When the confusion of tongues took place at Babel, and men were dispersed, the sons of Ham's grandson, Cush, remained in Mesopotamia, which took the name of Assyria, from Assur, the officer of Nimrod, the first king. This Assur began building, on the banks of the Tigris, the great city of Nineveh, one of the mightiest in all the world, and the first to be ruined. It was enclosed by a huge wall, so wide that three chariots could drive side by side on the top, and built of bricks made of the clay of the country, dried in the sun and cemented with bitumen, guarded at the base by a plinth fifty feet in height, and with immense ditches round it, about sixty miles in circumference. Within were huge palaces, built of the same bricks, faced with alabaster, and the rooms decked with cedar, gilding, and ivory, and raised upon terraces whence broad flights of steps led down to courts guarded by giant stone figures of bulls and lions, with eagles' wings and human faces, as if some notion of the mysterious Cherubim around the Throne in Heaven had floated to these Assyrians. The slabs against the walls were carved with representations of battles, hunts, sacrifices, triumphs, and all the scenes in the kings' histories, nay, in the building of the city; and there were explanations in the wedge-shaped letters of the old Assyrian alphabet. The Ninevites had numerous idols, but their honour for the Lord had not quite faded away; and about the year 830, about the time of Amaziah in Judah, and Jeroboam II. in Israel, the prophet Jonah was sent to rebuke them for their many iniquities. In trying to avoid the command, by sailing to Tarshish in a Phoenician ship, he underwent that strange punishment which was a prophetic sign of our Lord's Burial and Resurrection; and thus warned, he went to Nineveh and startled the people by the cry, "Yet forty days, and Nineveh shall be destroyed!" At that cry, the whole place repented as one man; and from the king to the beggar all fasted and wept, till God had mercy on their repentance and ready faith, and turned away His wrath, in pity to the 120,000 innocent children who knew not yet to do good or evil.
The prophet Nahum afterwards prophesied against the bloody city, and foretold that her men should become like women, and that in the midst of her feasting and drunkenness an overflowing flood should make an end of her. But first God had a work for the Ninevites to do, namely, to punish His own chosen, who would not have Him for their God. Therefore, He strengthened the great King Tiglath Pileser, who already held in subjection the other great Assyrian city of Babylon, and the brave Median mountaineers, to come out against the Syrians and Israelites. Ahaz, King of Judah, hoping to be delivered from his distresses, sent messengers to Tiglath Pileser, to say, "I am thy servant and thy son," and to beg him to protect him from his two enemies, promising to pay him tribute. Tiglath Pileser did indeed take Damascus, and put the king to death, destroying the old Syrian kingdom for ever, and he carried away the calf of Dan, and severely chastised Samaria, where Pekah was shortly after murdered by his servant Hoshea; so that Isaiah's prophecy of the ruin of "these two tails of smoking firebrands," Pekah and Rezin, was fulfilled; but as Ahaz had tried to bring it about in his own way, he gained nothing. Though he went to pay his service to the conqueror at Damascus, Tiglath Pileser did not help him, but only distressed him; and instead of learning Who was his true Guardian, Ahaz only came home delighted with the Syrian temples, and profanely altered the arrangements in the Temple, which Moses and Solomon had ordained by God's command, as patterns of the greater and more perfect Tabernacle revealed to Moses in Heaven. He soon died, in the year 725, when only thirty-six years old, leaving his crown to Hezekiah, then only sixteen, the king whose heart was more whole with God than had been that of any king since his father David, and whose first thought was to purify the Temple, and to destroy all corrupt worship, breaking down idols, and destroying the high places and groves, which had stood ever since Solomon's time.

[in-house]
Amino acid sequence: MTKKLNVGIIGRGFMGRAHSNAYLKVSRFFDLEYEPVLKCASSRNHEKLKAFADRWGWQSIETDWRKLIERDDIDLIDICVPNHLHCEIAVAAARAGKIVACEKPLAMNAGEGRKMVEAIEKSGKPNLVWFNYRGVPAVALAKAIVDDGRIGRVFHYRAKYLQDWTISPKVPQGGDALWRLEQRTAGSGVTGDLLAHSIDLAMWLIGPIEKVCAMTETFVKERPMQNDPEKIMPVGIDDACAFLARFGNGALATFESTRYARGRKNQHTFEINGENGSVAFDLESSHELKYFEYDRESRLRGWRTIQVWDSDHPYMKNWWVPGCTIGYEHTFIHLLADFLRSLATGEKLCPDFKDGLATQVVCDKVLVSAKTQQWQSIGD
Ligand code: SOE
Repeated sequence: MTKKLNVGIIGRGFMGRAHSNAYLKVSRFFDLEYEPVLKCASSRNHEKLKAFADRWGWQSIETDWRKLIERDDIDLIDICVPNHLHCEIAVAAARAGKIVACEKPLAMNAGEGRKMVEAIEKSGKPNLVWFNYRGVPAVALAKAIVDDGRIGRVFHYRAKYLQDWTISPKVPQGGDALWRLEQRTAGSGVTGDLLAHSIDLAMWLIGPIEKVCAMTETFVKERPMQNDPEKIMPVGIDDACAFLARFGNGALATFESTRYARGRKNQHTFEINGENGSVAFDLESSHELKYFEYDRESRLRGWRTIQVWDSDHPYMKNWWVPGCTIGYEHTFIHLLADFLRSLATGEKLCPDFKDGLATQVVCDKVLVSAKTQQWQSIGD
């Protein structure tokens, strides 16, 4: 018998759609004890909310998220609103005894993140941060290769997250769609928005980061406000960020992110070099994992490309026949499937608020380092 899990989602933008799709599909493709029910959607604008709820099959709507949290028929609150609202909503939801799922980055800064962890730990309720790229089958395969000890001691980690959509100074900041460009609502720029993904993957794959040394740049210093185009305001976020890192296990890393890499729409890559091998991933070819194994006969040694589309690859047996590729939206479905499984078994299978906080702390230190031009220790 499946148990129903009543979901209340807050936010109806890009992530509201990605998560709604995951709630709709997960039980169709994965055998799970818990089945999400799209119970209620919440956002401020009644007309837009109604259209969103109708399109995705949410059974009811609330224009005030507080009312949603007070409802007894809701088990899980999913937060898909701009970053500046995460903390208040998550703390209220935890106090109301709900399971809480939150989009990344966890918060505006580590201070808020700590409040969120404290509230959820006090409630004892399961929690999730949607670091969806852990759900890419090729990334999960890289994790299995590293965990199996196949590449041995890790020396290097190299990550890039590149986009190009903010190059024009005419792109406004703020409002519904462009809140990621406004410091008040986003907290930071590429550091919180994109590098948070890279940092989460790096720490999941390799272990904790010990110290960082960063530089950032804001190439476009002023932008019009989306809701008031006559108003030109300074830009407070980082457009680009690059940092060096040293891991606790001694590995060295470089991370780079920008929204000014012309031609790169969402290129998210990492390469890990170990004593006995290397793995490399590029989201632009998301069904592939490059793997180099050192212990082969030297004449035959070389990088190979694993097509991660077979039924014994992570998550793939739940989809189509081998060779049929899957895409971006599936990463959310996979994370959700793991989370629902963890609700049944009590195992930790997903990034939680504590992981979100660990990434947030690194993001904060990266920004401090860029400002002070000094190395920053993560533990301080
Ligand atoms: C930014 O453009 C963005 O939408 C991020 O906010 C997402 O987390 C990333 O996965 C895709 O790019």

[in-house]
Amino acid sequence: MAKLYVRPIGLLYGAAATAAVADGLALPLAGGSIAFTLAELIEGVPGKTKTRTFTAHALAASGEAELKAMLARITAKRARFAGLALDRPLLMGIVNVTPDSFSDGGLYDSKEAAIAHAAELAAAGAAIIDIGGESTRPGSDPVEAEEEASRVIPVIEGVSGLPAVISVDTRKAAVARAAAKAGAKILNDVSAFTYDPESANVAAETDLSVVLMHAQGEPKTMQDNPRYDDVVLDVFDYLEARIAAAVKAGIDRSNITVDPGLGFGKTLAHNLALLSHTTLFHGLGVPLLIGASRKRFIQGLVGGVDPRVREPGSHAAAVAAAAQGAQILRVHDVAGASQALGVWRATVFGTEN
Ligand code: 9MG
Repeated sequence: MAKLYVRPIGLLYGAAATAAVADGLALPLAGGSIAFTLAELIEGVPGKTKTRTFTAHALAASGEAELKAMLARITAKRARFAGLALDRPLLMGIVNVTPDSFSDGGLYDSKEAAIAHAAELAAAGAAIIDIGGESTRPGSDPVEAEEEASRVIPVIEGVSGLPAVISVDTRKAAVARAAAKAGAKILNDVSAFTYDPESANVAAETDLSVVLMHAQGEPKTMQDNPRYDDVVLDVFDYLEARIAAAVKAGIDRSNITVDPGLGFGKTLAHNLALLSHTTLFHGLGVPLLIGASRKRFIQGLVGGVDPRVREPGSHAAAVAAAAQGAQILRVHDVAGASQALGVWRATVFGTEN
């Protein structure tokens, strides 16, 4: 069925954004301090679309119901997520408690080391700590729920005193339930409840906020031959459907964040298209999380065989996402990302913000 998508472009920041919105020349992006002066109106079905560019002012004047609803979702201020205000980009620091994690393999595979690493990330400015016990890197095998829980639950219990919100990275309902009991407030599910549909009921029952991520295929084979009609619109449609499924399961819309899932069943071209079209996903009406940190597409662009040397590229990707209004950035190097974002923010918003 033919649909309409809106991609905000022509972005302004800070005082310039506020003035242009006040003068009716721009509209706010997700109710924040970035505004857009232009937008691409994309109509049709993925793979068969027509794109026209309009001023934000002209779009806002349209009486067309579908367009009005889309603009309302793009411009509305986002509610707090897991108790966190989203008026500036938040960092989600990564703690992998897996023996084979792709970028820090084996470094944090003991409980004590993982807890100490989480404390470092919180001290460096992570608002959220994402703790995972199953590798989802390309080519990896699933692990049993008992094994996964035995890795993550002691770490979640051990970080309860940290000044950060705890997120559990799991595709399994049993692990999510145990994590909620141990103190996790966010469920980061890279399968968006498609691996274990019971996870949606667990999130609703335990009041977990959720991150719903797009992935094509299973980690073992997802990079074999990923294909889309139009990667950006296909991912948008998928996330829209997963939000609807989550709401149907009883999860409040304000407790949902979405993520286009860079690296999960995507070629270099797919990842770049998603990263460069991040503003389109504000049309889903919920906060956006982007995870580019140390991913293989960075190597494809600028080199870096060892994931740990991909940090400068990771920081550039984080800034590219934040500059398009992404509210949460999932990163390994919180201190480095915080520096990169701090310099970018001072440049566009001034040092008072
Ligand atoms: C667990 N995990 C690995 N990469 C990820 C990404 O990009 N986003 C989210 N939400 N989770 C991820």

Hoshea, too, was the best King of Samaria that had yet reigned, for he encouraged his subjects to go to worship at Jerusalem, whither Hezekiah invited them to keep the Passover, and that feast had not been held so fully since Solomon's time. They came back full of zeal, and destroyed many of the idols; but the reformation came too late; the measure of Israel's sin was full. Hoshea offended Shalmaneser, who had succeeded Tiglath Pileser, by making friends with So, King of Egypt, and the Assyrian army came down upon Israel in the year 722, and killing Hoshea, carried off all the people as captives, settling them in the cities of the Medes, never more to dwell in their own land. Sargon seems to have dethroned Shalmaneser about this time, and to have completed the conquest of Israel, of which he boasted on the tablets of a great palace near Nineveh, which has been lately brought to light.